"Employee engagement" is one of the popular concepts in HR these days. Many organizations have launched new initiatives to improve levels of 'employee engagement'. Some of them have dedicated HR staff to 'handle' this important dimension. I fully agree that 'employee engagement' is very important. There is a lot of research that links higher levels of 'employee engagement' with positive outcomes like improved productivity and reduced attrition rates.
What concerns me is the tendency in some organizations to view 'employee engagement' initiatives mainly as a series of employee communication programmes. Here the term 'employee engagement' gets used in the sense of leaders 'engaging with' or 'speaking to' the employees. Now, this is an important part of employee engagement. The problem is that true 'employee engagement' requires much more than this. Another troubling trend is to equate 'employee engagement' with 'fun and games' activities. 'Fun and games' initiatives are also useful. They provide a temporary distraction from work (especially when they are held during office hours, which sadly is not always the case !). They also provide an opportunity to interact with other employees. But all these do not make any significant change in the basic nature of work or in the work context.
The defining feature of employee engagement is 'discretionary effort' put in by the employees. If employees have to get motivated to put in the 'discretionary effort', just speaking to them and telling them what is happening in the organization (and even just listening to them) won't be sufficient. To get discretionary effort, both the hearts and minds of the employees have to be engaged. Often this calls for interventions to improve the person-job fit, the performance management/rewards system and the organization culture. Of course, it is much easier to hold communication meetings than to ensure that employees are in those jobs that leverage and celebrate their key talents/abilities/interests! But if the objective is to have the type of 'employee engagement' that motivates employees to stay on and to put in discretionary effort, peripheral interventions (like communication meetings, 'fun & games HR' etc.) might not be sufficient.
This brings to mind the 'story of the Sky Maiden'. There are many versions of this story. It goes something like this: Once there lived a young farmer. He used to get up early in the morning every day to milk his cows. This went on for quite some time. Then he felt that something strange was happening. The cows seemed to be giving less milk than they used to. He tried many methods to improve this situation. But they did not work. Slowly he became convinced that someone was stealing the milk. So he decided to stay up all night to catch the thief. So he hid behind a bush and waited. For many hours nothing happened and he was feeling very sleepy. Suddenly he noticed something that left him spellbound. A very beautiful woman came down from the sky and started milking the cows. Initially our young farmer was too dazed to react. Then his anger took over and he managed to catch the thief before she could escape. He asked her who she was and why was she stealing the milk. She told him that she was the Sky Maiden, that she belonged to a tribe that lived in the sky, and that the milk was their only food. She pleaded with him to let her go. Our young farmer told her "I will let you go only if you promise to marry me". She said "I will marry you. But you need to give me a few days so that I can go back home and prepare for the marriage". He agreed. So the Sky Maiden left and as promised she returned after a few days. She brought a large box along with her. She said to him "I will be your wife. But you must promise me one thing. You should never open this box. If you open this box, I will have to leave you". He agreed and they got married.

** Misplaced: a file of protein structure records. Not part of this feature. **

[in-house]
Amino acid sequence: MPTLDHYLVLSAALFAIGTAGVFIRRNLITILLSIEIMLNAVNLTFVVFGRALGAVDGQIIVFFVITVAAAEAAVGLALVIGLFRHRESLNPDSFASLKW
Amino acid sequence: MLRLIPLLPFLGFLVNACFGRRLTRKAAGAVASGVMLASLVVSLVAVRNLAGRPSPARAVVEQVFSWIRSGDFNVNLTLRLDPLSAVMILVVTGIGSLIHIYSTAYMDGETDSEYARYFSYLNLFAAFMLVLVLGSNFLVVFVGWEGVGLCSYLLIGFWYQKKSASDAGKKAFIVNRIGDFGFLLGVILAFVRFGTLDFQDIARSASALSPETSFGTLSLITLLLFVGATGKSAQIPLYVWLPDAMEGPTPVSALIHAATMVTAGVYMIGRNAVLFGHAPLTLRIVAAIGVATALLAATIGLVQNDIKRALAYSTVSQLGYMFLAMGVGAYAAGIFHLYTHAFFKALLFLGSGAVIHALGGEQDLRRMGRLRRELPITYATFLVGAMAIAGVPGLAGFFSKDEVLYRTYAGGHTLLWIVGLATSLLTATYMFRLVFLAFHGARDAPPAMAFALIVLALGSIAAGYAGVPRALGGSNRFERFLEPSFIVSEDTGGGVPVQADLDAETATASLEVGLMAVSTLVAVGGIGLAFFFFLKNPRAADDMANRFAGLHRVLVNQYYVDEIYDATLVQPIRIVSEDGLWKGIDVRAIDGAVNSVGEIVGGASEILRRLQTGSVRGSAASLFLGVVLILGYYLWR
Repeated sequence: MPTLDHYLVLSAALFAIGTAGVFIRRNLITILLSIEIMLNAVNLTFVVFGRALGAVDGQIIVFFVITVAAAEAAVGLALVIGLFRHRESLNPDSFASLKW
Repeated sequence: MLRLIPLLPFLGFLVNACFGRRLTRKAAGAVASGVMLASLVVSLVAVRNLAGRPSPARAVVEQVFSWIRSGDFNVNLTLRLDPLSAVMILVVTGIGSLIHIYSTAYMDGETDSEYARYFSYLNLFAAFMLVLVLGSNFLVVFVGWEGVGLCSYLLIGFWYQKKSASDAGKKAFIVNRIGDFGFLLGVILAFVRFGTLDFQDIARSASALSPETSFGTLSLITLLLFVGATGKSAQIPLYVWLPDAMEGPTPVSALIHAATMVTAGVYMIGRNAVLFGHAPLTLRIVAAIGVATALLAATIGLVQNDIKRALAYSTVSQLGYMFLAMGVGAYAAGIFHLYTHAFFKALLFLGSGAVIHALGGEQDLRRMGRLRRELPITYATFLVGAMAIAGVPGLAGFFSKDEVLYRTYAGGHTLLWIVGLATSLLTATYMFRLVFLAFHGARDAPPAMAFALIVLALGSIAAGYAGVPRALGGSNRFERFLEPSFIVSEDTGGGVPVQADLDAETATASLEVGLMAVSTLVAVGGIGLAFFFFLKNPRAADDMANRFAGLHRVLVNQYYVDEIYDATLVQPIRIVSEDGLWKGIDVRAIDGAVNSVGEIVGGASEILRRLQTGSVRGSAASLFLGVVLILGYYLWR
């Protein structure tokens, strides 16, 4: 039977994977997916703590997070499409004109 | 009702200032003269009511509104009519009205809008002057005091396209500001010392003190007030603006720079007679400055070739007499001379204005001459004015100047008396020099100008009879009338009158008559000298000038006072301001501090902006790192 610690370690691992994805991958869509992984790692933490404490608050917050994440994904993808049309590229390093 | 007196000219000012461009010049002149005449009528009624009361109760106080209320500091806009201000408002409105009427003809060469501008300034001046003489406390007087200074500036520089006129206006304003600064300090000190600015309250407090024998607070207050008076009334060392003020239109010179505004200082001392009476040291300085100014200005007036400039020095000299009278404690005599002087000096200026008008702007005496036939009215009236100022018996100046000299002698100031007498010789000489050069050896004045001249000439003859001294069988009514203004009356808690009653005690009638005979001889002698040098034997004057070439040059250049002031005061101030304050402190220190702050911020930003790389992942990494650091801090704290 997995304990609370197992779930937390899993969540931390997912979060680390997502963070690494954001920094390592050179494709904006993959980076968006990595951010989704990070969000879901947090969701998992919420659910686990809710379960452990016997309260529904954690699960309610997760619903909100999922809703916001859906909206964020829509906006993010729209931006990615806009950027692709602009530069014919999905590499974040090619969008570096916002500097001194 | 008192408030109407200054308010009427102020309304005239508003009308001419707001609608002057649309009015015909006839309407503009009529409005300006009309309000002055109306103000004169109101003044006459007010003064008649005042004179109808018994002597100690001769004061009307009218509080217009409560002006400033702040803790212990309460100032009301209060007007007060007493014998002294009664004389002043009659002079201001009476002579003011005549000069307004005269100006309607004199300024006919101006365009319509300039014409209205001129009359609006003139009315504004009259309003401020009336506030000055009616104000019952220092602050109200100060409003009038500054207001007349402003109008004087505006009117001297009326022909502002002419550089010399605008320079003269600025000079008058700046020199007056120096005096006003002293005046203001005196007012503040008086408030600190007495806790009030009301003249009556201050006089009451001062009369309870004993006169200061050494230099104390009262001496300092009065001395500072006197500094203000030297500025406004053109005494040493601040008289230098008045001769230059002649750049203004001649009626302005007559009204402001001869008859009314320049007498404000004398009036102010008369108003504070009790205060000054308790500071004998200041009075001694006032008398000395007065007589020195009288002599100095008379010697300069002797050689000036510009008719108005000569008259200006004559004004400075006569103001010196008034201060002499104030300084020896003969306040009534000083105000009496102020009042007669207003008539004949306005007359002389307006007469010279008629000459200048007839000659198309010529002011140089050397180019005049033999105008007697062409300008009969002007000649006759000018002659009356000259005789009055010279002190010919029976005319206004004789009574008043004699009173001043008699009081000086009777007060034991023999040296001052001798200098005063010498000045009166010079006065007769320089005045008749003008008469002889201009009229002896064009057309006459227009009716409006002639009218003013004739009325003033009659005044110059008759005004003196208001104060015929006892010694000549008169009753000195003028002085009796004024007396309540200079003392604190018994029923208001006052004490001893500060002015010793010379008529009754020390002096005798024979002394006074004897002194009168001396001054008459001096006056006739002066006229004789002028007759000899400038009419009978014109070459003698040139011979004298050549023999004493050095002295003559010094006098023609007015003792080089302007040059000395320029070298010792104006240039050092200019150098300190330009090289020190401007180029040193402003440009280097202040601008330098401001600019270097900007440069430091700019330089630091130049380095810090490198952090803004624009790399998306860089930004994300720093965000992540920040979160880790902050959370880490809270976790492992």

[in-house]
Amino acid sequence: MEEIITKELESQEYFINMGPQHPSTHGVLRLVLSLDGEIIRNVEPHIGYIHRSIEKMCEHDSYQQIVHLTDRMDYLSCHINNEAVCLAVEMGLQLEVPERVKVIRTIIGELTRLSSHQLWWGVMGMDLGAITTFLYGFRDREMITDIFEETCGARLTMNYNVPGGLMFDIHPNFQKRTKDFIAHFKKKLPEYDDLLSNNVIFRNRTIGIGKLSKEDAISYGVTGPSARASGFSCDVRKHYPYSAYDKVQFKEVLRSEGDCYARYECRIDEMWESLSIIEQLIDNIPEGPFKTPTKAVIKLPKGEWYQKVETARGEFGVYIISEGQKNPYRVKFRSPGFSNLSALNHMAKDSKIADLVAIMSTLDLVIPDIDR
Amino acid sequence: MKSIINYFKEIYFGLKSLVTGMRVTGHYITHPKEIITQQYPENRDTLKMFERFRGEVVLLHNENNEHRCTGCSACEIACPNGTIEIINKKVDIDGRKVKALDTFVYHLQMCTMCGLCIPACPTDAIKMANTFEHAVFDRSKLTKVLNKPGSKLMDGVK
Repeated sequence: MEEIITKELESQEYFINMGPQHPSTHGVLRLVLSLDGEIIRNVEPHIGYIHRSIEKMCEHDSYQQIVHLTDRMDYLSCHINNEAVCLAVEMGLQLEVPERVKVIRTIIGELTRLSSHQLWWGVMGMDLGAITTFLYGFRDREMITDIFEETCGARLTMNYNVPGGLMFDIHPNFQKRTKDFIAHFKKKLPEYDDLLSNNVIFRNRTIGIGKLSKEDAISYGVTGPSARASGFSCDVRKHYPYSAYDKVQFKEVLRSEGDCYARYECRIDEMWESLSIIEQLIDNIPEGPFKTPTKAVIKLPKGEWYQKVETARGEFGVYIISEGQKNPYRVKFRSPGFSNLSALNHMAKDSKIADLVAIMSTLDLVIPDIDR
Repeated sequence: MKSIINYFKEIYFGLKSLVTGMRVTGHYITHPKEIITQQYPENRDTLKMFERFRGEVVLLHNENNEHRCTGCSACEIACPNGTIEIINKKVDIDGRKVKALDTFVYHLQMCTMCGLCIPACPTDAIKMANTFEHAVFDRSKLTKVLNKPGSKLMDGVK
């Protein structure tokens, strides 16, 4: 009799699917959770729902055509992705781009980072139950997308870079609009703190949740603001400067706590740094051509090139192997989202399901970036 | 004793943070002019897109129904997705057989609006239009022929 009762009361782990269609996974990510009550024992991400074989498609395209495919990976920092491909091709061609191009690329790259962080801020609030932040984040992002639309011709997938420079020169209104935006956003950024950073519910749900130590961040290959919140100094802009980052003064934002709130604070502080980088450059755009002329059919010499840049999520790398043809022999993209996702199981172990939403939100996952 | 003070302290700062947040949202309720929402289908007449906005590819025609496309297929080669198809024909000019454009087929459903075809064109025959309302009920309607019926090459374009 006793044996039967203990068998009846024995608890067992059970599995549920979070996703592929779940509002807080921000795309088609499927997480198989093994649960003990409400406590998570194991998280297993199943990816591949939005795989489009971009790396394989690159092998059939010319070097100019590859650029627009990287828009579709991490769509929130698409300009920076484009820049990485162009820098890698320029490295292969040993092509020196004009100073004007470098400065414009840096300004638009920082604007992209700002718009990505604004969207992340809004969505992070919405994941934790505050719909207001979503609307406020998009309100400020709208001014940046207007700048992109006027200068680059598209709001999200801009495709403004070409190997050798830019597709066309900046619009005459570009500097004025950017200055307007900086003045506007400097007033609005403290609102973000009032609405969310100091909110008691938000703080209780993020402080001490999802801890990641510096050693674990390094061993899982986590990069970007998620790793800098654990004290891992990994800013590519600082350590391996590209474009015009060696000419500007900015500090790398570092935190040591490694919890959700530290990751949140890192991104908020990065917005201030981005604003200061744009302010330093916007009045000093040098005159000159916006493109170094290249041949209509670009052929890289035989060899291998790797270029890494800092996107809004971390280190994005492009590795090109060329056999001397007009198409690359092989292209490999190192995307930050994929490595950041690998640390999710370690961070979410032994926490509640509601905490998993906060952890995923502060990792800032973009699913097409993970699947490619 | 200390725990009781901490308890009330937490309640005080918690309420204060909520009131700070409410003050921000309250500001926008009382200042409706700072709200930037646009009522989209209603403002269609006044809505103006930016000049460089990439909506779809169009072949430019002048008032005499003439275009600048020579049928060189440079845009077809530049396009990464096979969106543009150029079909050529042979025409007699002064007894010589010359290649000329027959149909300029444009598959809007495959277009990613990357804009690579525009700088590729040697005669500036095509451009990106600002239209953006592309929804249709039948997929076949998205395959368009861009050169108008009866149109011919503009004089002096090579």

Many months passed. Then one day, while his wife was not in the house, our young farmer could not contain his curiosity anymore and he opened the box. He was surprised to find that he could not see anything in the box. When the Sky Maiden came back she could sense something was wrong. She asked him "Did you open the box?". He said " I am sorry. I opened the box. But there was nothing in it". The Sky Maiden became very sad. She said "I am leaving. I can't live with you any more". He said "Why are you making such a big issue out of this. I told you that the box was empty". She said "I am not leaving you because you opened the box. I knew that you are likely to open it sooner or later. I am leaving you because you said that there was nothing in the box. Actually, the box was not empty. It was full of sky. Before I came to you I had filled the box with sky which is the most precious thing for me. Sky is the core of my real self. It is what makes me special. It is what makes me who I am. How can I stay with you if you can't even see the thing that is the essence of my Self and that makes me special?"
Now there are many important points here. No deep relationship can thrive unless it recognises and celebrates the factors that define the essential nature of the parties involved and that makes them special. Of course, this is more true for personal relationships and the use of this in a work context is an exaggeration to some extent. But I think that the central point remains valid even in a work context.